11/24/2013 05:53 pm ET Updated Jan 24, 2014

No Tears, Just a Selfie: A Response

Selfie. The word carries so much weight, towers over so many other words, and infiltrates so many of our lives that we ignore how ridiculous and juvenile the word of the year sounds. Selfie, something so prevalent that numerous bloggers have had to respond to its reality (this is my second post about selfies), TV personalities discuss them, and even academics have begun to write about selfies, but what so many -- particularly bloggers -- do wrong is they try to flatten the selfie into one simple easily identifiable thing.

Selfies on their own are neither good nor bad; they do not only signify narcissism nor do they signal a need to be praised, nor are they innocent images of altruism. To know what a selfie is one should perhaps ask the photographer; granted that is not always possible so perhaps one should look at a string of a person's selfies (who takes just one?) and see if a larger narrative emerges (after all, who goes to an art show that has only one picture?). When we take selfies, we act as photographer, editor, and curator of our lives, and our reasons for doing so vary.

I wrote about my reasons for taking a selfie on my blog Blaqueer in a "Fat Boi Diaries" piece and I received an overwhelming response of support for my selfies -- support I never asked for but received because, here I am speculating, so often we read about people shaming taking selfies but rarely do we read about why some of us take them. It is so popular to talk negatively about those who take selfies that it is cliche and lazy. To be purely celebratory of the selfie is also lazy and often plays into our culture's 15 minute obsession.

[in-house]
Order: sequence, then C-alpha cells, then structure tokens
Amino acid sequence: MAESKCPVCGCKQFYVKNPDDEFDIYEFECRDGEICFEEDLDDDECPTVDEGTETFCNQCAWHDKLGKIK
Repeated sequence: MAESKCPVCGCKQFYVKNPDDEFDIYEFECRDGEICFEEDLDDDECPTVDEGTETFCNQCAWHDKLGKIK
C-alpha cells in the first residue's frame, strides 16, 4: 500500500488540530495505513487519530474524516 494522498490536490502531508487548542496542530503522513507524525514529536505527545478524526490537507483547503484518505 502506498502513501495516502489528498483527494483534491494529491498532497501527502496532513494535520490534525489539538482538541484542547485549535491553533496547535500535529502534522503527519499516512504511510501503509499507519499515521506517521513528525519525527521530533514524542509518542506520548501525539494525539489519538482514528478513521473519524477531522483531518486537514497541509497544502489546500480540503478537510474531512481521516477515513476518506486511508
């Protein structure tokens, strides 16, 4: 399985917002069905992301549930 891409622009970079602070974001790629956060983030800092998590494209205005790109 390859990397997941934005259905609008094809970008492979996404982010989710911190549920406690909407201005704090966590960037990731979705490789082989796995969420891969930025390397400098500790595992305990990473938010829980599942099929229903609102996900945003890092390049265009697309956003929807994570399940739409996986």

When writing about selfies we should specify what type of selfie we are writing about (surely selfies taken by women and queers of color to show that they are here function differently than say welfie or a drelfie); we should also own up to our own positions in the world (are you someone whose picture is always taken by others because if so you may not have grounds for criticizing certain types of selfies), and while we should discuss how selfies can lead toward increasing the objectification of people's bodies (particularly women's bodies), we should not forgot the author of the selfie. In this case the author is not dead and can be creating space for themselves. And in this case the selfie is not a "cry for help" but rather a demand of ownership: I own how you look at me, how I will be represented; I own this space; I will direct your gaze how I want; I will show you that I am here; I am not asking for visibility, I am taking it. The selfie may be a cry for recognition: see that I am here; see that I exist; see that I am queer and happy, black and beautiful, fat and alive; see that I am trying.

A selfie may just be a picture that is posted because, fuck it, I look good today, and no, looking good is not the most important thing about a person but sometimes it is nice to see it, to feel it, to say it, and show it because for some of us the journey to the camera button has been long and arduous and damn it, pressing it is a victory and sharing that photo can be courageous.